When you have kids, summer is a juggling act between having fun outdoors, pool time, sprinklers, 4th of July, neighborhood BBQs and creating memorable experiences and having exciting adventures… and being exhausted. Everything you’re trying to cram into Summer is totally exhausting because all that unstructured free time together can bring on sibling bickering, tantrums, and stints of boredom all while you’re trying to squeeze as much into the fleeting three months of summer break.
Whether you have kids at home because you’re a stay-at-home parent, a teacher with the summer off or working a 9-5 and evenings and weekends together with your kids, summertime begs you to fill the longer days with BBQs, plans with family and friends, trips, and experience the outdoors like no other season does. But honestly, the fun lasts for about two weeks and then the busyness of summer can start to weight on you unless you can structure your time and stretch out summer so you don’t burnout.
DESIGN A SUMMER ROUTINE FOR YOUR HOME
Summer is a fun time and gives you and the kids some freedom to lounge around the house more, wake up later, go to bed later and hang out in pajamas just a little bit longer than normal… But be wary, once you get too far away from your routine, that’s where behavior problems such as sibling fighting, whining, temper tantrums, and fussiness arise. Not only that, your house may become a dumping ground for toys, crafts, and pool towels and suites unless you stick with some sort of routine – even a relaxed one – that keeps everyone on track and has your kids helping pitch in around the house as well.
Do your kids have chores to do in the morning still? Have your kids make their beds, put away dirty laundry, put away folded laundry, pick up their toys, hang towels in the bathroom and help clean up toys in the backyard.
In the afternoons, add time for each child to play quietly by themselves or designated reading time so they are sitting down and resting.
CREATE WEEKLY SCHEDULES WITH ACTIVITIES
On Saturday or Sunday, plan out the next week so you have a schedule to keep you and the kids active. It may be a small trip to the library for storytime, the pool, the zoo, aquarium, a local splash pad, having a playdate at the park with friends, setting up a slip and slide or pool in the backyard, a bike ride or picnic for lunch, or taking a small trip to explore something new.
Take into account your nap or quiet time routines and see what you can fit in the morning or afternoon each day and develop a schedule that will work best for your family. For example, my daughter naps from 12 – 2:30pm every afternoon so mornings from 8:30am – 11:30am work best for us to get out of the house or one afternoon once she wakes up, we will head to the pool to cool off.
Here is a sample summer activity planner to download so you can see your week at a glance.
No idea on where to start for a routine with your toddler? See this sample routine to get an idea on how to structure your days.
BALANCE ACTIVITIES WITH UNSTRUCTURED PLAYTIME
While you’re busy creating a schedule with activities, don’t forget to schedule unstructured playtime. Kids need to be bored, they need to play in the backyard or at home quietly by themselves or with their siblings without being told what to do by adults – and parents need this time too!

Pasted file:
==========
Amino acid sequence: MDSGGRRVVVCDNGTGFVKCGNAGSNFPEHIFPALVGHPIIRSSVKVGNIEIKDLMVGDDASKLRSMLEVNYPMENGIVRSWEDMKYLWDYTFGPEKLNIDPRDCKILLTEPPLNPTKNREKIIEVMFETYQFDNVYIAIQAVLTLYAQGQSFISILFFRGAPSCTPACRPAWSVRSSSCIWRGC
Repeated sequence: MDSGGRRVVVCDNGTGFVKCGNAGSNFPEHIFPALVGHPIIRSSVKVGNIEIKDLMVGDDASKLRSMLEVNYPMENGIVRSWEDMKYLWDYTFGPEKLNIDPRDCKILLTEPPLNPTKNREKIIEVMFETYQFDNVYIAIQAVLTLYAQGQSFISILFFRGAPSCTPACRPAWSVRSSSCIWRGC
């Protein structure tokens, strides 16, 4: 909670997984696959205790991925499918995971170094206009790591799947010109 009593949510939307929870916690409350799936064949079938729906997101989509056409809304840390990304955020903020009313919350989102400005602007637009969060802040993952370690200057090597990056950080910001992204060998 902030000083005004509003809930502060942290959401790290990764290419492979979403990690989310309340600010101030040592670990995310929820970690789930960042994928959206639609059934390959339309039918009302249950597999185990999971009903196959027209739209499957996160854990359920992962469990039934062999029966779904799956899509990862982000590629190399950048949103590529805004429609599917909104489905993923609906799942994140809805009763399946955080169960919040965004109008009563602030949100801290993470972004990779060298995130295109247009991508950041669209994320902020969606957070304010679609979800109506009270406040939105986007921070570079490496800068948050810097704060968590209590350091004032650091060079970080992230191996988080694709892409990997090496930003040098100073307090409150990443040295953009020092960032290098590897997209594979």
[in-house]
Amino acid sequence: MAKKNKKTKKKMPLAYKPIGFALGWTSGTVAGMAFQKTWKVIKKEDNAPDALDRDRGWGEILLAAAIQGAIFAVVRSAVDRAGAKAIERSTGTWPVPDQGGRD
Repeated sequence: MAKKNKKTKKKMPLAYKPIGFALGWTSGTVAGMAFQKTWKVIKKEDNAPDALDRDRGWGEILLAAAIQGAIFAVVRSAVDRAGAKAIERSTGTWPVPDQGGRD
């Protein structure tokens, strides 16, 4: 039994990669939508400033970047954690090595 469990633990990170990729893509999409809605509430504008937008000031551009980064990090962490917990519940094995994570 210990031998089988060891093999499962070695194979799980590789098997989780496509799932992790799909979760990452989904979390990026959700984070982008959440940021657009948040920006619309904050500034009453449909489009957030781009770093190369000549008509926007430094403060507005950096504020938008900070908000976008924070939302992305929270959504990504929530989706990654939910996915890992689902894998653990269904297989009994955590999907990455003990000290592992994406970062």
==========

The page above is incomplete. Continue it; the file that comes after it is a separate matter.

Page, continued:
If I am taking the kids somewhere or scheduling an activity in the morning, then oftentimes, I take the afternoon off and we stay at home to play. The kids may play in the sandbox or on the swing set in our backyard or we might go for a walk around the neighborhood, but don’t feel like you need to constantly entertain your kids. Unstructured play is just as important and beneficial as getting out and experiencing new things.
WATCH THE SUGAR INTAKE
When you think of summer what food comes to mind? Ice Cream trucks, Lemonade stands, popsicles, carnival food, hamburgers, hot dogs, milkshakes, smoothies… all of which are high in sugar.
Try to stick to natural sugars found in fruit and make your own popsicles or have a bowl of fresh watermelon instead of sugary options. While sugar is OK once in a while, feeding your kids sugar on a daily basis isn’t healthy for them and may contribute to difficult behaviors during the summer when you’re spending more time together.
Kids play long and hard in the summer – they’re outside more, they run and jump and swim and dive and wear themselves out. And while they’re always on the go, its super important to make sure they’re getting enough quality sleep so they can stay healthy during the summer months and not wearing their bodies down physically and taking its toll on their emotional health (notice a peak in tantrums and outbursts??)
Check out this sleep and nap chart to calculate how much sleep your children should be getting.
SCHEDULE BREAKS FOR YOURSELF
You can’t properly take care of your kids if you aren’t taking care of yourself. How many times have you heard this? Never during the year does this ring more true. In order to stay active, engaged and have fun with your kids, you need to schedule breaks for yourself during the day to just sit and be.
Find time for yourself before your kids wake up, during nap time/quiet time, and after they go to sleep. If scheduling time is hard or you need more than you’re already getting because of a packed week, maybe its time to hire a babysitter or trade watching the kids with your sister or a friend. Check into local camps or once or twice a week daycare/preschool options that may be a good fit for you and your kids.
What do you do to make the summers fun with your kids while not getting burnt out?